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In the spirit of top-ten lists flying at us this time of year, voice search provider Vlingo has revealed the top searches across its mobile apps (via TechCrunch). The list affirms much of what we know about mobile search behavior, including high interest in social networking.

1. YouTube
2. Facebook
3. MySpace
4. Weather
5. Movie Times
6. Twitter
7. Yellow Pages
8. MapQuest
9. craigslist
10. White Pages

One of the key points here is that mobile search involves different intent than online search. Specifically, immediate/action oriented needs such as “movie times,” “Yellow Pages” and “MapQuest” take up much of the list. Compare with Google’s (desktop) top searches, which are decidedly more topical/news oriented:

1. michael jackson
2. facebook
3. tuenti
4. twitter
5. sanalika
6. new moon
7. lady gaga
8. windows 7
10. torpedo gratis

The differences in these lists are at the core of the argument that products and content need to be uniquely served for mobile rather than “borrowed” from the desktop.

Put another way, do the algorithms that govern relevance in mobile need to differ from desktop? My desktop search for “McDonalds” might be to find out the history of the company or stock quote, while my mobile search is more likely to find the closest Big Mac.


Another way to look at this is to note the top categories of mobile ad spending, according to Millennial Media. Which of the two above lists does it more effectively target?

1. Entertainment
2. Telecommunications
3. Dating
4. Portals
5. Retail
6. Consumer packaged goods
7. Autos
8. Armed forces
9. Education
10. Travel

True, these mostly represent display advertising and the lists above pertain more to search. But does it say something generally about how mobile ad spending is misaligned with interest and intent on the user side?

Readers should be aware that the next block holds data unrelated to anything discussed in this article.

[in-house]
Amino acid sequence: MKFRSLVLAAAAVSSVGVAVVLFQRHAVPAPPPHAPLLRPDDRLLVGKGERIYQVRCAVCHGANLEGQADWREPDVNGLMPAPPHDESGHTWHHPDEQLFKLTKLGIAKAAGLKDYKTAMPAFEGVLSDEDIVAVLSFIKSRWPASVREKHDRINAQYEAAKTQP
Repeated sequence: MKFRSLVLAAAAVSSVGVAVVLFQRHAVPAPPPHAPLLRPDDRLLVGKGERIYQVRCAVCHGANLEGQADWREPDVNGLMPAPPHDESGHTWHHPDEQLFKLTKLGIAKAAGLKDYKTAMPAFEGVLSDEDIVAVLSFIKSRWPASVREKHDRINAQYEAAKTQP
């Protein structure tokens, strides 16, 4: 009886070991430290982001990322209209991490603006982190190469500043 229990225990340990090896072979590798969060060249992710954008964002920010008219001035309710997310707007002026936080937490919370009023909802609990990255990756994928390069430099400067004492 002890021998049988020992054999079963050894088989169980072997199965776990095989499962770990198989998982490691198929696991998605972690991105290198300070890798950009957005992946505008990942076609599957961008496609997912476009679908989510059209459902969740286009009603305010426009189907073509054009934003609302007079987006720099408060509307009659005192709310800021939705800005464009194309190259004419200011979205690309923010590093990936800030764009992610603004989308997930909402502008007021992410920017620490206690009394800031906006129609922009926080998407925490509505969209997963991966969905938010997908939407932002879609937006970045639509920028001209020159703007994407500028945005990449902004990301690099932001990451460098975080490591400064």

Also interesting about Vlingo’s list: YouTube as the top result indicates a genuine consumer interest in mobile video. This has been a bone of contention over the past year in discussions about mobile television models.

Lastly, the differences here are not only between mobile and online searches, but there is a third variable that’s difficult to isolate: Does it say something about how search is impacted by voice as an input (versus typing)?

Vlingo reportedly has 3 million users from mobile voice apps across most major mobile platforms. Twenty percent of this usage is voice search, the rest going to dictation and other speech-to-text applications.

This Post Has One Comment

  1. This is interesting yet confusing. When you press the key to activate Vlingo and say “Youtube” the browser goes straight to Youtube. So it is not actually performing a search in the traditional sense. It is more of a navigational tool just like typing in in the url of your browser. To search on Vlingo you say “search (term).” If Vlingo is reporting the navigational aspect as a “search” then this top 10 is misleading. If people are saying “search Youtube” instead of “Youtube” they are missing the point. I wonder if these stats are accurate.

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